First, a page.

Robert M. Coquillette, age 16, of 816 Belmont avenue, Flint, Mich. He attended Flint Central High School. He is the son of Leon W. Coquillette, member of the faculty of General Motors Institute of Technology. He was valedictorian of his class, was a member of the student council, a member of the debating team, president of the band, was on the staff of the school annual, and was a leader in school clubs. This year he won the D. A. R. prize in the city of Flint for receiving the highest mark in a high school competitive examination in United States history.

Robert W. Bean, age 17, of 143 Baughnstreet, Council Bluffs, Ia. He attended Abraham Lincoln High School. He is the son of William E. Bean, cashier for the Omaha branch of the John Deere Plow Company. He ranked first in his class in scholarship. He was active in debating, dramatics, the glee club, the Latin club, and the literary society, and was a cadet captain in the R. O. T. C. He won first place in the Iowa State extemporaneous speaking contest, first place in the University of South Dakota interstate oratorical contest for students in Iowa, Nebraska, and South Dakota, and won first place in the Council Bluffs original oratory contest. He has written for the school paper. He was used as a speaker in Council Bluffs for community financial drives and for the Red Cross. He was a member of the high school tennis team.

Richard H. Sullivan, age 17, of 624 Fourth street, Marietta, O. He attended Marietta High School. He is the son of Henry L. Sullivan, Superintendent of Schools in Marietta. He was tied for first place in scholarship ranking in his class and won first place in his county this spring in the general scholarship test for high school seniors. He was an officer of the student council and president of his class for one year. He was editor-in-chief of the school annual, was a leader in dramatics and debating, and was an officer of several student clubs. This year he had the highest score in a State of Ohio civil service examination in competition with both high school and college students. He has been a member of the track, basketball and football teams.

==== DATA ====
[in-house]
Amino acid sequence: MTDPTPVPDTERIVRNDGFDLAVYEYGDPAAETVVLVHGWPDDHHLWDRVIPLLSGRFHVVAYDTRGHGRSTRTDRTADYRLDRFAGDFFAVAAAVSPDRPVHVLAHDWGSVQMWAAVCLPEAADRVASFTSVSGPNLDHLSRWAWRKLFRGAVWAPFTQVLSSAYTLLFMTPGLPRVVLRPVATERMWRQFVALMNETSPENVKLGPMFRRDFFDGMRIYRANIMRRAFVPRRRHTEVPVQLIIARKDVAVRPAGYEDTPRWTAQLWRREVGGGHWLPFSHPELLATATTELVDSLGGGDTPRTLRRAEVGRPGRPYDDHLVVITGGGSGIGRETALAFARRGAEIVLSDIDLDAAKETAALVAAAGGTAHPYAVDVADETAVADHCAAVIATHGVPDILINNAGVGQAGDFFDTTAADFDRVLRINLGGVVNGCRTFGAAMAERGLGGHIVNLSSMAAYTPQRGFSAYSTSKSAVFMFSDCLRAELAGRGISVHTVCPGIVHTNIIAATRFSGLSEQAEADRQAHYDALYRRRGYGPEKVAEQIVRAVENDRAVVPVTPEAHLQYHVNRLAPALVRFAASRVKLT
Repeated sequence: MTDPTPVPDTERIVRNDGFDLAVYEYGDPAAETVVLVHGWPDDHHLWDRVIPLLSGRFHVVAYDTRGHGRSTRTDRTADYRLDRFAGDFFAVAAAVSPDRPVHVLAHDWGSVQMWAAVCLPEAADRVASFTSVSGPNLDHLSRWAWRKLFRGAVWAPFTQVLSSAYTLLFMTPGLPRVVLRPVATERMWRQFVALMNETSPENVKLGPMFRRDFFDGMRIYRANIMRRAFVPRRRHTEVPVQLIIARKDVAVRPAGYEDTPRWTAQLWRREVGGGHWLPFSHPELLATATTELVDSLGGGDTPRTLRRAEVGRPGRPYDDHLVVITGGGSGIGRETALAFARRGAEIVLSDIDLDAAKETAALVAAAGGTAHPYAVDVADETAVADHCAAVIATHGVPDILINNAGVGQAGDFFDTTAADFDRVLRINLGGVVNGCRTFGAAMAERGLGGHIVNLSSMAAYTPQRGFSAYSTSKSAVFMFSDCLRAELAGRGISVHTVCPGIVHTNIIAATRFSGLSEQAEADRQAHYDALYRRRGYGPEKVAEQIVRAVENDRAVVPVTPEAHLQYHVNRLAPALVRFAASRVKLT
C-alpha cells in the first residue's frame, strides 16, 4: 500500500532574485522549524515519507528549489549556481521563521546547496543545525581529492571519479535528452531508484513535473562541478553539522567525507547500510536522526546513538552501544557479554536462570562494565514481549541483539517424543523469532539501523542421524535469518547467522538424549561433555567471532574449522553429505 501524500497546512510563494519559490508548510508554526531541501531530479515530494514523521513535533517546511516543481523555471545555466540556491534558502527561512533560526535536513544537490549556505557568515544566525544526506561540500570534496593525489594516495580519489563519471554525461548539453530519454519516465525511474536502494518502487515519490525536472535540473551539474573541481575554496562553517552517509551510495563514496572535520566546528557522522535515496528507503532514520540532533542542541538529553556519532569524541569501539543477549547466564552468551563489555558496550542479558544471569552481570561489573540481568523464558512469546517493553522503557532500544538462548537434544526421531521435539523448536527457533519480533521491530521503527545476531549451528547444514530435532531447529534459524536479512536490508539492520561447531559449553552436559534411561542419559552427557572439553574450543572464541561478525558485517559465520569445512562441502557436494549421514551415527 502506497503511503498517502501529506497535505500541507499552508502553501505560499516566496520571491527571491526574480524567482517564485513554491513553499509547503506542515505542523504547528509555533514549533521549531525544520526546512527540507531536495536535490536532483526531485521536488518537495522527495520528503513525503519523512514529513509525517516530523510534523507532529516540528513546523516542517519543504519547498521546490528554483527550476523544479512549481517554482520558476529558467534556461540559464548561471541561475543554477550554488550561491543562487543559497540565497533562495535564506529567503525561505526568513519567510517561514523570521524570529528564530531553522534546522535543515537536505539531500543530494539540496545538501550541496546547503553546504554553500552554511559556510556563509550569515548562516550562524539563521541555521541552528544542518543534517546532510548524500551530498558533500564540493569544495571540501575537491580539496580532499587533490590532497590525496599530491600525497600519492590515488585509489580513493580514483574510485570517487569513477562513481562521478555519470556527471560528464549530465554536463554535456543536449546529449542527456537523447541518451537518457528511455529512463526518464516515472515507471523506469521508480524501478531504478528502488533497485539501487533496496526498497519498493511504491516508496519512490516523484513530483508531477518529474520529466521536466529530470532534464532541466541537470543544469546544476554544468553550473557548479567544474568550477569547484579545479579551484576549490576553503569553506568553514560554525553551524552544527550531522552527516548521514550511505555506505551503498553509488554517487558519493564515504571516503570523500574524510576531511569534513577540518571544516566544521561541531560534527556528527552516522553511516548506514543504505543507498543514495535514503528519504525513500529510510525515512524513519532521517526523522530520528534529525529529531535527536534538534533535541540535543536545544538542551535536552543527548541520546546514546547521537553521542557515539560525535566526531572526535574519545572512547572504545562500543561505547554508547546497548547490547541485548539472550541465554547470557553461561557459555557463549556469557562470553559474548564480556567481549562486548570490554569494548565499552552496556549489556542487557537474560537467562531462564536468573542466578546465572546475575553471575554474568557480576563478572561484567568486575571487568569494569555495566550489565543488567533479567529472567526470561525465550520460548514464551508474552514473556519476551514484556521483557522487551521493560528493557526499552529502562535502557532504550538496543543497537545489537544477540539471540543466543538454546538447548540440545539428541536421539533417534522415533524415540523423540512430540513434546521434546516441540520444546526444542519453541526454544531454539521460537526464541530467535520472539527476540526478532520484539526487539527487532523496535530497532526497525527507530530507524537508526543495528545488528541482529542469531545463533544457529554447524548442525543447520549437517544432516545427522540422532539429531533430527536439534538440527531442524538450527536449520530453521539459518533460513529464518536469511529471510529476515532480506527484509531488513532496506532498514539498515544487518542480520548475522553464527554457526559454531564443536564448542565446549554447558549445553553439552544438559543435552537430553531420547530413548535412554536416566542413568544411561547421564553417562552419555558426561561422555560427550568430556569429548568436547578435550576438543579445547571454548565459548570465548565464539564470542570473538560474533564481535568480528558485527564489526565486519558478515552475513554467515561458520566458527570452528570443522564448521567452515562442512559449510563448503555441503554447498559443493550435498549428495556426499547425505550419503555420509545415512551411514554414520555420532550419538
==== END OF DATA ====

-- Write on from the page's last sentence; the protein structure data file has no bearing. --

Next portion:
William N. Parker, age 16, of 521 Bulen avenue, Columbus, O. He attended East High School in Columbus. He is the son of Murray N. Parker, school book salesman. He ranked first in scholarship in his class. He was president of the student council, was a justice of the student court, a member of the debating team, an editor of the school paper, and was the winner of several prizes for essay writing. He was an officer of a club for the study of the Greek language. He was winner of the annual oratorical contest among the students of five high schools of Columbus on the general subject of the Constitution of the UnitedStates.

William W. Austin, age 15, of the Curtis Hotel, Minneapolis, Minn. He attended Central High School. He is the son of William M. Austin, accountant. He had high scholarship rating througout school, was elected a member of the National Honor Society, and was the winner of a music composition contest. He was also a member of the debating club, Latin club, and German club.

Fred W. Peel, age 16, of Lexington road, Danville, Ky. He attended Danville High School. He is the son of Fred W. Peel, bookkeeper. He ranked third in his high school class in scholarship. He was editor of the school annual, was class poet, was an editor of the school paper, and was president of the debating club. He won the current history essay contest of Scholastic magazine in 1934, was district winner in extemporaneous speaking in 1934-35, was winner of the local essay contest in 1934, and was third place winner in the State of Kentucky in a world history test in 1934.